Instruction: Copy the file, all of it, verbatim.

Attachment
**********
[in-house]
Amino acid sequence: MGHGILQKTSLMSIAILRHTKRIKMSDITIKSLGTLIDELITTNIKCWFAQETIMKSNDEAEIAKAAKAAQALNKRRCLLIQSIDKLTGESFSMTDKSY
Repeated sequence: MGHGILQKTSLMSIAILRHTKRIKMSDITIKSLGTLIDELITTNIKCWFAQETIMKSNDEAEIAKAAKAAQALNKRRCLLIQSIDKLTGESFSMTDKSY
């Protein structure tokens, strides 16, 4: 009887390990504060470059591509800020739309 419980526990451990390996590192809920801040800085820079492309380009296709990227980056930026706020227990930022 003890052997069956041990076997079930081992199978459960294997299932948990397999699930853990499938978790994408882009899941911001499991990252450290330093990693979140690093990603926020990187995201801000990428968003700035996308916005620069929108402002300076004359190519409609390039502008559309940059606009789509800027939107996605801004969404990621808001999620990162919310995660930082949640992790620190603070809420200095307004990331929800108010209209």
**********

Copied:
[in-house]
Amino acid sequence: MGHGILQKTSLMSIAILRHTKRIKMSDITIKSLGTLIDELITTNIKCWFAQETIMKSNDEAEIAKAAKAAQALNKRRCLLIQSIDKLTGESFSMTDKSY
Repeated sequence: MGHGILQKTSLMSIAILRHTKRIKMSDITIKSLGTLIDELITTNIKCWFAQETIMKSNDEAEIAKAAKAAQALNKRRCLLIQSIDKLTGESFSMTDKSY
């Protein structure tokens, strides 16, 4: 009887390990504060470059591509800020739309 419980526990451990390996590192809920801040800085820079492309380009296709990227980056930026706020227990930022 003890052997069956041990076997079930081992199978459960294997299932948990397999699930853990499938978790994408882009899941911001499991990252450290330093990693979140690093990603926020990187995201801000990428968003700035996308916005620069929108402002300076004359190519409609390039502008559309940059606009789509800027939107996605801004969404990621808001999620990162919310995660930082949640992790620190603070809420200095307004990331929800108010209209």